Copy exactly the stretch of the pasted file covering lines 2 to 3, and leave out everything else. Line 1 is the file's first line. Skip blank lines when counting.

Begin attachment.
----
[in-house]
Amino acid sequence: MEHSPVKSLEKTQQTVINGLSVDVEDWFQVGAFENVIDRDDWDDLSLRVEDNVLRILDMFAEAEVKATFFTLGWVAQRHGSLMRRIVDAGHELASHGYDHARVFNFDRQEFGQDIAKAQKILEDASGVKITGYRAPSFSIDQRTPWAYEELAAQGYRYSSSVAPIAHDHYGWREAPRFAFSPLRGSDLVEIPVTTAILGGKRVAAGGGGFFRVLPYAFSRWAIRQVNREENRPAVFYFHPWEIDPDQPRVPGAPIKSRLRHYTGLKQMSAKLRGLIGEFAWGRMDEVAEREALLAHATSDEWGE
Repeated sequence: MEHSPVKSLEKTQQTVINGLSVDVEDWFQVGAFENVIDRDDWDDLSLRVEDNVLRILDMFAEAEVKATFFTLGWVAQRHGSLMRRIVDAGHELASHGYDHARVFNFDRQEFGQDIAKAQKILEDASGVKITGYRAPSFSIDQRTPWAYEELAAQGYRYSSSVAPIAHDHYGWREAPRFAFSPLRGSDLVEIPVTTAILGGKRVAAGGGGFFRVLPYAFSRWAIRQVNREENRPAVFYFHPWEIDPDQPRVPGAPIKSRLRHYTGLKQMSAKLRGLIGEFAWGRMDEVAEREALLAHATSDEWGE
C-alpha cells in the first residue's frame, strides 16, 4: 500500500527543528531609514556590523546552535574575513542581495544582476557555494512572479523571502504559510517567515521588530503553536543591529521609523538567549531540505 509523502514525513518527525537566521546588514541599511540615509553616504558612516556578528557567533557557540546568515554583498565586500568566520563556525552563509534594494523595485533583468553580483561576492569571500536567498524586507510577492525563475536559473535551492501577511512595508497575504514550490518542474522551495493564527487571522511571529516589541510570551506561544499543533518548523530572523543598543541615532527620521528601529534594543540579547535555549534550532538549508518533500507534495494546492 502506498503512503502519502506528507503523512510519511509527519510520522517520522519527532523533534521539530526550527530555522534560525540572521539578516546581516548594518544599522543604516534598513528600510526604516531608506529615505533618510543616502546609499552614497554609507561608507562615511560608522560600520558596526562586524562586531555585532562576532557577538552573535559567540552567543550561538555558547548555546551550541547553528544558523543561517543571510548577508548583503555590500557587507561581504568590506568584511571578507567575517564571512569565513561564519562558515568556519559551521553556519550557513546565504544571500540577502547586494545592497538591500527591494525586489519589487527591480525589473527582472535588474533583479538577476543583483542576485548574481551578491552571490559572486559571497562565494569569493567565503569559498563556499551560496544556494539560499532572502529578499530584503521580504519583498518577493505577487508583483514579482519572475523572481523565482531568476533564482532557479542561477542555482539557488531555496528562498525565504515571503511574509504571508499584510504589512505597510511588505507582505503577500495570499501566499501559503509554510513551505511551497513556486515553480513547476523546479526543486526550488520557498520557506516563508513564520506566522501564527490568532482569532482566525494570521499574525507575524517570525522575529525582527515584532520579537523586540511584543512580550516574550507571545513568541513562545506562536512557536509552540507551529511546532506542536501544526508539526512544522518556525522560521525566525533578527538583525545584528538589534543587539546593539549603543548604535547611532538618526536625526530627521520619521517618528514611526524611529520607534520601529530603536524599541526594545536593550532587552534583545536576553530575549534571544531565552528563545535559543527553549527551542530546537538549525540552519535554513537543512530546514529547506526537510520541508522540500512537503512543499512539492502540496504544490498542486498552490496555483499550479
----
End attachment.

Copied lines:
Amino acid sequence: MEHSPVKSLEKTQQTVINGLSVDVEDWFQVGAFENVIDRDDWDDLSLRVEDNVLRILDMFAEAEVKATFFTLGWVAQRHGSLMRRIVDAGHELASHGYDHARVFNFDRQEFGQDIAKAQKILEDASGVKITGYRAPSFSIDQRTPWAYEELAAQGYRYSSSVAPIAHDHYGWREAPRFAFSPLRGSDLVEIPVTTAILGGKRVAAGGGGFFRVLPYAFSRWAIRQVNREENRPAVFYFHPWEIDPDQPRVPGAPIKSRLRHYTGLKQMSAKLRGLIGEFAWGRMDEVAEREALLAHATSDEWGE
Repeated sequence: MEHSPVKSLEKTQQTVINGLSVDVEDWFQVGAFENVIDRDDWDDLSLRVEDNVLRILDMFAEAEVKATFFTLGWVAQRHGSLMRRIVDAGHELASHGYDHARVFNFDRQEFGQDIAKAQKILEDASGVKITGYRAPSFSIDQRTPWAYEELAAQGYRYSSSVAPIAHDHYGWREAPRFAFSPLRGSDLVEIPVTTAILGGKRVAAGGGGFFRVLPYAFSRWAIRQVNREENRPAVFYFHPWEIDPDQPRVPGAPIKSRLRHYTGLKQMSAKLRGLIGEFAWGRMDEVAEREALLAHATSDEWGE